October 30, 2012
We now have the launch from the EE network (Everything Everywhere the company that owns Orange and T-Mobile) of their 4G services in 11 cities from 30th October 2012. These cities include Birmingham, Bristol, Cardiff, Edinburgh, Glasgow, Leeds, Liverpool, London, Manchester, Sheffield and Southampton. A further six cities are expected to come online before the end of the 2012 (Derby, Hull, Nottingham, Newcastle and Southampton). It should also be available on the other networks from mid-2013 after Vodafone and O2 finally catch up.
Currently the iPhone 5 4G will only work on the EE network which again will put Vodafone and O2 on the back foot and realistically it will be late 2013 when Apple releases the next generation iPhone before will be 4G compatible for all UK networks (EE, Vodafone, O2 and 3) . Fortunately most other 4G devices will be compatible on all the networks when they are announced 4G ready.
In April 2012, according to stats produced by Litmus, the number of mobile opens in a month exceeded the number of desktop opens for the first time ever and we expect this to continue to rise.
If you haven’t already, it’s worth reading Simon’s blog about Email design for mobile devices. Sooner rather than later redesigning/updating your email templates should be carried out to accommodate mobile email clients.
4G really is exciting news for consumers as we can expect to see data speeds up to 5 times faster than the current 3G network which will result in increasing numbers using their new 4G devices to view their email.
Data speed will mean little or no wait time for emails to load with images. T3.com carried out a website speed test on the iPhone 5 3G and 4G networks. The iPhone 5 3G speed was 6.53 seconds compared to the 4G speed was 2.40 seconds. Although it’s not a test for email loading it gives us a fair indication of the time it would take for an email to load. 2.40 seconds is under the 3-5 seconds that an average person waits for a web page to load before they look elsewhere. Also this does not take into account the fact that the Galaxy S3 LTE is said to be quicker in its website loading capabilities(according to CNET).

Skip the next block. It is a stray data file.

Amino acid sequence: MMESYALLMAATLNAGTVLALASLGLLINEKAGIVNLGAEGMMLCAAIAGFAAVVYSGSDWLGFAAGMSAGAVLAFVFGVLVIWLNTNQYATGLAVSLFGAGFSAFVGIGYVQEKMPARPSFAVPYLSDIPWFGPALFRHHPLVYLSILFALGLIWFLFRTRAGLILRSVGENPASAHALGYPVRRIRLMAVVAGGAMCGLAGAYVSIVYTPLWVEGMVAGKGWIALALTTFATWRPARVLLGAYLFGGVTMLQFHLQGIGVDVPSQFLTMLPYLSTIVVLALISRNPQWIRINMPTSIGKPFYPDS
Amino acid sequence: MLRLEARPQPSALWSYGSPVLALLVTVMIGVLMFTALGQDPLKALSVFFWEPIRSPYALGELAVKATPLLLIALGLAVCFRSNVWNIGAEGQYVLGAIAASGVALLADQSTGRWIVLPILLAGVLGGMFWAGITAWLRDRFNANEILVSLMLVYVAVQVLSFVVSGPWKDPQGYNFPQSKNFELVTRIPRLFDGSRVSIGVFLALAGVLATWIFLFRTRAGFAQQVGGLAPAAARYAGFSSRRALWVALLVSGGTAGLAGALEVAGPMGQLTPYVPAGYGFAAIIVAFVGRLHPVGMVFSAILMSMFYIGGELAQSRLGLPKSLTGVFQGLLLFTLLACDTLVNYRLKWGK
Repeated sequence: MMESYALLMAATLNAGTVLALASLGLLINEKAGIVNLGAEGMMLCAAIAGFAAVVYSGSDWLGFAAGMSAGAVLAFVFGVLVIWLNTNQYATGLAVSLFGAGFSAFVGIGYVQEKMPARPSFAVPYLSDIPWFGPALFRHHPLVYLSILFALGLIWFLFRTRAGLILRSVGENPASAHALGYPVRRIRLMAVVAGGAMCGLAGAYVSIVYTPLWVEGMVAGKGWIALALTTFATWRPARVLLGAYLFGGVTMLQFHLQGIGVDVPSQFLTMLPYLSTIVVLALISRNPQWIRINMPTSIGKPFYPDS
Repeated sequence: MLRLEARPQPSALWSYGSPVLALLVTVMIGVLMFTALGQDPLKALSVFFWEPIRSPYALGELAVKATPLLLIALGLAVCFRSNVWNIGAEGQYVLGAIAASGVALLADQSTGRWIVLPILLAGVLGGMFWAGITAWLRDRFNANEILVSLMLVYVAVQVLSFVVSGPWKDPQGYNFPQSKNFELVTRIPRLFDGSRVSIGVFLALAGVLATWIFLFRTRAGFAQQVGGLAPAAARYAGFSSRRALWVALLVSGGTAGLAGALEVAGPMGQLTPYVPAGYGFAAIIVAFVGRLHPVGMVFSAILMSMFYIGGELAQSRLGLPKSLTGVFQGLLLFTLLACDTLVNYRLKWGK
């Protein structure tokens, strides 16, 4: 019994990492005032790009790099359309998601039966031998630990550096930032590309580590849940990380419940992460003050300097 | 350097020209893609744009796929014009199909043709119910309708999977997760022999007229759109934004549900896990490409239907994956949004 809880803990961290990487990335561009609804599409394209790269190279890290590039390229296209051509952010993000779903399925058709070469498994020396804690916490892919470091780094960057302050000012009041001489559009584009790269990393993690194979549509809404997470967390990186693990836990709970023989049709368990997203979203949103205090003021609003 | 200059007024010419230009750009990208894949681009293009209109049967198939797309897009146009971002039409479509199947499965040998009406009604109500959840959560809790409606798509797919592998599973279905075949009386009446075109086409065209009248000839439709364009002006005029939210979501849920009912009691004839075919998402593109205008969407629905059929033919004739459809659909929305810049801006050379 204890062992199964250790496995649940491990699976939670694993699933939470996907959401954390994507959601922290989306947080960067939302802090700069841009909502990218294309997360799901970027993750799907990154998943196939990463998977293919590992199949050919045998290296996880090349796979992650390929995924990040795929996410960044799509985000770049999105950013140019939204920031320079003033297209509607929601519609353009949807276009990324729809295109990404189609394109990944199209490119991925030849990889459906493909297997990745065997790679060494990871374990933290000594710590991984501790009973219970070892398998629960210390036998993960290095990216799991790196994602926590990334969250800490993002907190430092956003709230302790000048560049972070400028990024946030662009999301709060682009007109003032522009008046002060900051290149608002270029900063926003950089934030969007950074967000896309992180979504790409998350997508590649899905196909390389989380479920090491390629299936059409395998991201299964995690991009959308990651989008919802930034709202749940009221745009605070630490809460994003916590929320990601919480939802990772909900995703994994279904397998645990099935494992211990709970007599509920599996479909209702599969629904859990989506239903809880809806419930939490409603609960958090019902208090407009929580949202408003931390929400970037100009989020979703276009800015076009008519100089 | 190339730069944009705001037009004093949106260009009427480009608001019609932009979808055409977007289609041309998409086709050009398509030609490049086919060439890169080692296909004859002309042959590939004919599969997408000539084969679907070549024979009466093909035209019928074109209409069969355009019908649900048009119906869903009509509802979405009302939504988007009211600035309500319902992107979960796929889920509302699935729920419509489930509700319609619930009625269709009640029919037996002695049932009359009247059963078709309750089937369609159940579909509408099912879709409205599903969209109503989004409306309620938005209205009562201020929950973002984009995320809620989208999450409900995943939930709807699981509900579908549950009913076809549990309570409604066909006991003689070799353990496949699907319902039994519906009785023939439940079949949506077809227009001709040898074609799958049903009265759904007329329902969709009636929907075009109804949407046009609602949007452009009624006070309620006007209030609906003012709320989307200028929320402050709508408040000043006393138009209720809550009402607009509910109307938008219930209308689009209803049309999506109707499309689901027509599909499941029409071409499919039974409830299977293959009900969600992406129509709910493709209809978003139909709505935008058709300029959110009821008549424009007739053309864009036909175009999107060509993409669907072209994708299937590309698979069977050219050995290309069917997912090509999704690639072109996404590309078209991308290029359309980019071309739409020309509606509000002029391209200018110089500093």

This could potentially lead to an increase in open rates as people won’t get fed up of waiting for images to download within emails. The hardware and network is now powerful enough to open up the opportunity for email clients to potentially include multimedia rich content within emails.
4G has the potential to inspire and change the way we communicate with each other through email, we just need a little help from the email client software developers to get the ball rolling.
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